Why metacognition Is not always helpful
Journal article, Peer reviewed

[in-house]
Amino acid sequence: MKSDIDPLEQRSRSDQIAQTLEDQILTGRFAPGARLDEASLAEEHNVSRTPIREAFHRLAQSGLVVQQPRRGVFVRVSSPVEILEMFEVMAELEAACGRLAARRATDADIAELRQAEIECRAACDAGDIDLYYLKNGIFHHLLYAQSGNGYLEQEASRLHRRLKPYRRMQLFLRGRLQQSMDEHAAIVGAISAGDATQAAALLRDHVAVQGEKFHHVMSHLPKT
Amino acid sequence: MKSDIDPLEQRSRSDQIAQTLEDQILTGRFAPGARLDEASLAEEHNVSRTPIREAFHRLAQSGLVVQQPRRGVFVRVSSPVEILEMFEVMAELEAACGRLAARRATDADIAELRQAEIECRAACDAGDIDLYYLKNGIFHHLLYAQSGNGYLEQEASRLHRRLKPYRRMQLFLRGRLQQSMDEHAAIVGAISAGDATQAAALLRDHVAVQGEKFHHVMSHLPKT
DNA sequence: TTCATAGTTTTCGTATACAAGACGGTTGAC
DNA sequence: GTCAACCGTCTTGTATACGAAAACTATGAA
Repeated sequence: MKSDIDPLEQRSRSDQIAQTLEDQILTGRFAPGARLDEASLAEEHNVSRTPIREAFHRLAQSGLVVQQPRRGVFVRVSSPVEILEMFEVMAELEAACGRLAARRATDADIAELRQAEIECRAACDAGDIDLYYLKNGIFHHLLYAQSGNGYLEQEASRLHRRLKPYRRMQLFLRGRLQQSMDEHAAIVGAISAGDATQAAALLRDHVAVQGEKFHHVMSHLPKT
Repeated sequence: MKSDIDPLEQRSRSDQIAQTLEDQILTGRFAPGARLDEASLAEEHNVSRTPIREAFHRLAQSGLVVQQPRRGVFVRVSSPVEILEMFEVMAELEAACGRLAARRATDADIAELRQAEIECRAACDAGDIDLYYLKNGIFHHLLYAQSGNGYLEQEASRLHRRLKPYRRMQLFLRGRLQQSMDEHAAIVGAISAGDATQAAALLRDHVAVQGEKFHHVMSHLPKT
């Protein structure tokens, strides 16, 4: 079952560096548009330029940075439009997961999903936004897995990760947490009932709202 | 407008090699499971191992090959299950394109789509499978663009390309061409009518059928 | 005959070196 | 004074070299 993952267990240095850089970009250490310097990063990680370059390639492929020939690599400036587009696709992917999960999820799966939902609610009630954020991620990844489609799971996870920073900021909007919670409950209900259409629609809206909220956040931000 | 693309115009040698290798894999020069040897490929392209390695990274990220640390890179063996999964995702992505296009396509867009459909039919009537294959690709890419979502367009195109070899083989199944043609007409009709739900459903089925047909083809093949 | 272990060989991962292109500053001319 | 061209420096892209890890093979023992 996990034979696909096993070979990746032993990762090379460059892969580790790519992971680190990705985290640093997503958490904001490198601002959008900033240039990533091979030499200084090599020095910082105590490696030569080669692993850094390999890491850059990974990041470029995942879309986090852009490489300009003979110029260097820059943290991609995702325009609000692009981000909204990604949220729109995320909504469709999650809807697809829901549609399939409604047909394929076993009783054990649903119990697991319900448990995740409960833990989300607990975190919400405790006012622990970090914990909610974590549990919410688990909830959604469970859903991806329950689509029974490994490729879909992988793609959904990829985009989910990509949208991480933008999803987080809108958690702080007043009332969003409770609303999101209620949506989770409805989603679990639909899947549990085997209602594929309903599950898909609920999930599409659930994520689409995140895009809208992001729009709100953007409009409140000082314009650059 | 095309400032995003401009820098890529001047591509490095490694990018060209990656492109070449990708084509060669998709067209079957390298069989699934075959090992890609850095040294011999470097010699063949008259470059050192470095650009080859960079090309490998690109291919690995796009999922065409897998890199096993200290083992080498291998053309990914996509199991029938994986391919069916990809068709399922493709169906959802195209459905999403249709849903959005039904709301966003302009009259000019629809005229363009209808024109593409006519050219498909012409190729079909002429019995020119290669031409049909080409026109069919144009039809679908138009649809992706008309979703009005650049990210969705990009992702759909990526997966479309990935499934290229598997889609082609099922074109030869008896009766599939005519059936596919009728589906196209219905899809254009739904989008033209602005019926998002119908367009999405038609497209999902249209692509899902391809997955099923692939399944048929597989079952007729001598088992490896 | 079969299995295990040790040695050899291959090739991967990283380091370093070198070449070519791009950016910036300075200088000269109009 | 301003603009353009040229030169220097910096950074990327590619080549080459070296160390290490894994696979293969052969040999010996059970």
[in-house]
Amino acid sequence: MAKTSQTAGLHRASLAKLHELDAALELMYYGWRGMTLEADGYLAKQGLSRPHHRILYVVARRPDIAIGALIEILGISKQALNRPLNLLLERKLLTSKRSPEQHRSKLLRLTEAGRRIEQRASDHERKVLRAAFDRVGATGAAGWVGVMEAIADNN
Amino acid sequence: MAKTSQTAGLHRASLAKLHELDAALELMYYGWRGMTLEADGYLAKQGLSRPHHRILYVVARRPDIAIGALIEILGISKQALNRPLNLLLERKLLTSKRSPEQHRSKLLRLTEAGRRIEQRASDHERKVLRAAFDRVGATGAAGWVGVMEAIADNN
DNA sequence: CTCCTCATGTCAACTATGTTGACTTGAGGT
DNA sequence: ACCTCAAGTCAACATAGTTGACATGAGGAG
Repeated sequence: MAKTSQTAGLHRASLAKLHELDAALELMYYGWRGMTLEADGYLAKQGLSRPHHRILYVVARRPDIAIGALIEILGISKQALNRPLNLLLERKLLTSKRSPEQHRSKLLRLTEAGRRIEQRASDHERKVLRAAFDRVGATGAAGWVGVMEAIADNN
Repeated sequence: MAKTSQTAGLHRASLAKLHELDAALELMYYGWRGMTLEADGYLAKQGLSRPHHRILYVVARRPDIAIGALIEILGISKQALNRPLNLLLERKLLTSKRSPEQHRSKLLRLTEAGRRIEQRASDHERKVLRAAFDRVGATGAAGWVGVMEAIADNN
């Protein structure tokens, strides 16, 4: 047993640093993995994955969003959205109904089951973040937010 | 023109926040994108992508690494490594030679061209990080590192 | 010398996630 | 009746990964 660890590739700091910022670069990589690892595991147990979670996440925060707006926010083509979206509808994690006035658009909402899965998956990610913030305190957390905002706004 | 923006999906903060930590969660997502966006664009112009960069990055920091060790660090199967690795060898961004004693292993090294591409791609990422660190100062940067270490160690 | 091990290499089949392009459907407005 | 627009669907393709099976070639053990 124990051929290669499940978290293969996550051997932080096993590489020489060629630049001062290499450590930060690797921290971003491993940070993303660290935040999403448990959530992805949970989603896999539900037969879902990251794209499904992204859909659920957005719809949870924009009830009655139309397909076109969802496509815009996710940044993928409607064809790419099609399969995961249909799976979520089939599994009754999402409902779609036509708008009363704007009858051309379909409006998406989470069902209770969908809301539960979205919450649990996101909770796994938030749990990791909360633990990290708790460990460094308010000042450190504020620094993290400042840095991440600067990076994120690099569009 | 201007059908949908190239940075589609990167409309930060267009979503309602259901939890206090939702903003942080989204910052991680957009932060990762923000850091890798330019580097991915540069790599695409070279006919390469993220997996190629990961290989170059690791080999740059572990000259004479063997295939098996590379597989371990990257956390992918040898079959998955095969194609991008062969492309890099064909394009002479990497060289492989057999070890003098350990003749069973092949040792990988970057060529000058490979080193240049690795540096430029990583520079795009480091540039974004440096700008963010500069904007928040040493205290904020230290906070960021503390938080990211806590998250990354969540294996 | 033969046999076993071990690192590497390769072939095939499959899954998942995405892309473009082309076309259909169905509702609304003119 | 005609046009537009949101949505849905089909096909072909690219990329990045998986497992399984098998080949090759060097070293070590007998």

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In many situations, actively engaging in metacognition may improve cognitive achievement and subjective well-being. However, the potential disadvantages of metacognitive engagement are only rarely communicated in metacognition research. In this paper, I outline three ways in which metacognition may reduce cognitive achievement and psychological well-being. First, metacognition may sometimes actively interfere with task performance. Second, the costs of engaging in metacognitive strategies may under certain circumstances outweigh its benefits. Third, metacognitive judgments or feelings involving a negative self-evaluation may detract from psychological well-being. The main contribution of this paper is to integrate findings from different research traditions in order to illustrate the three suggested ways in which metacognition may be unhelpful. An implication of this overview is that although metacognition is most often beneficial to cognitive achievement and subjective well-being, one should bear in mind that it may also have the opposite effect. It is important for researchers and practitioners to take this potential downside of metacognition into account. Practitioners might find it useful to consider the following three questions that relate to my aforementioned claims: Is the nature of the task such that metacognition could interfere with performance? Is the cognitive demand required by the metacognitive strategy disproportionally large compared to its potential usefulness to cognitive achievement? Does metacognition lead to an unhelpful comparison of oneself to others? The same considerations should be kept in mind when researchers and practitioners communicate the potential implications of research findings in metacognition research to audiences within and beyond the research community.